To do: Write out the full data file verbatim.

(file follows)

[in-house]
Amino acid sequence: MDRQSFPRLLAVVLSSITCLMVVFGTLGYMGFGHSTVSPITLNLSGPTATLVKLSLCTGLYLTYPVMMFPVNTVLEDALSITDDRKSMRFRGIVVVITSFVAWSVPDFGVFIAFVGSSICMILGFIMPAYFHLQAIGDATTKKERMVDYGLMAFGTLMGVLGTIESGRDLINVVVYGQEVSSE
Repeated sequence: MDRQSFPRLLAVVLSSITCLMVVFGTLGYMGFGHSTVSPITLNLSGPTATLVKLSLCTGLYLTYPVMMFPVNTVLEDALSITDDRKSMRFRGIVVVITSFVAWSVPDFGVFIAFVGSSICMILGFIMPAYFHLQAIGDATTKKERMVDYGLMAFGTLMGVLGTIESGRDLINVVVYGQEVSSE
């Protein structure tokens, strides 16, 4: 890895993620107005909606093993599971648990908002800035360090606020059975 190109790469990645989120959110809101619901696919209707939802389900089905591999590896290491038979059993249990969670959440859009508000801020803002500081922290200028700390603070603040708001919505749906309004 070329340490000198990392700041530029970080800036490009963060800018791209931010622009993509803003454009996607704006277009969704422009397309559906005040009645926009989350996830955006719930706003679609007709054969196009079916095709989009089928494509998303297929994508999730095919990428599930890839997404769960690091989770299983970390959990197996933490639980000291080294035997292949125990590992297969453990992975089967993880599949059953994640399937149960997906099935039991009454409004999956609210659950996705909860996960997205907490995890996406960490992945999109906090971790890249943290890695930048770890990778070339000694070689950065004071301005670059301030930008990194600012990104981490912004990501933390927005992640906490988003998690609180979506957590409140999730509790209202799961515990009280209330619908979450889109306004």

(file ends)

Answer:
[in-house]
Amino acid sequence: MDRQSFPRLLAVVLSSITCLMVVFGTLGYMGFGHSTVSPITLNLSGPTATLVKLSLCTGLYLTYPVMMFPVNTVLEDALSITDDRKSMRFRGIVVVITSFVAWSVPDFGVFIAFVGSSICMILGFIMPAYFHLQAIGDATTKKERMVDYGLMAFGTLMGVLGTIESGRDLINVVVYGQEVSSE
Repeated sequence: MDRQSFPRLLAVVLSSITCLMVVFGTLGYMGFGHSTVSPITLNLSGPTATLVKLSLCTGLYLTYPVMMFPVNTVLEDALSITDDRKSMRFRGIVVVITSFVAWSVPDFGVFIAFVGSSICMILGFIMPAYFHLQAIGDATTKKERMVDYGLMAFGTLMGVLGTIESGRDLINVVVYGQEVSSE
């Protein structure tokens, strides 16, 4: 890895993620107005909606093993599971648990908002800035360090606020059975 190109790469990645989120959110809101619901696919209707939802389900089905591999590896290491038979059993249990969670959440859009508000801020803002500081922290200028700390603070603040708001919505749906309004 070329340490000198990392700041530029970080800036490009963060800018791209931010622009993509803003454009996607704006277009969704422009397309559906005040009645926009989350996830955006719930706003679609007709054969196009079916095709989009089928494509998303297929994508999730095919990428599930890839997404769960690091989770299983970390959990197996933490639980000291080294035997292949125990590992297969453990992975089967993880599949059953994640399937149960997906099935039991009454409004999956609210659950996705909860996960997205907490995890996406960490992945999109906090971790890249943290890695930048770890990778070339000694070689950065004071301005670059301030930008990194600012990104981490912004990501933390927005992640906490988003998690609180979506957590409140999730509790209202799961515990009280209330619908979450889109306004």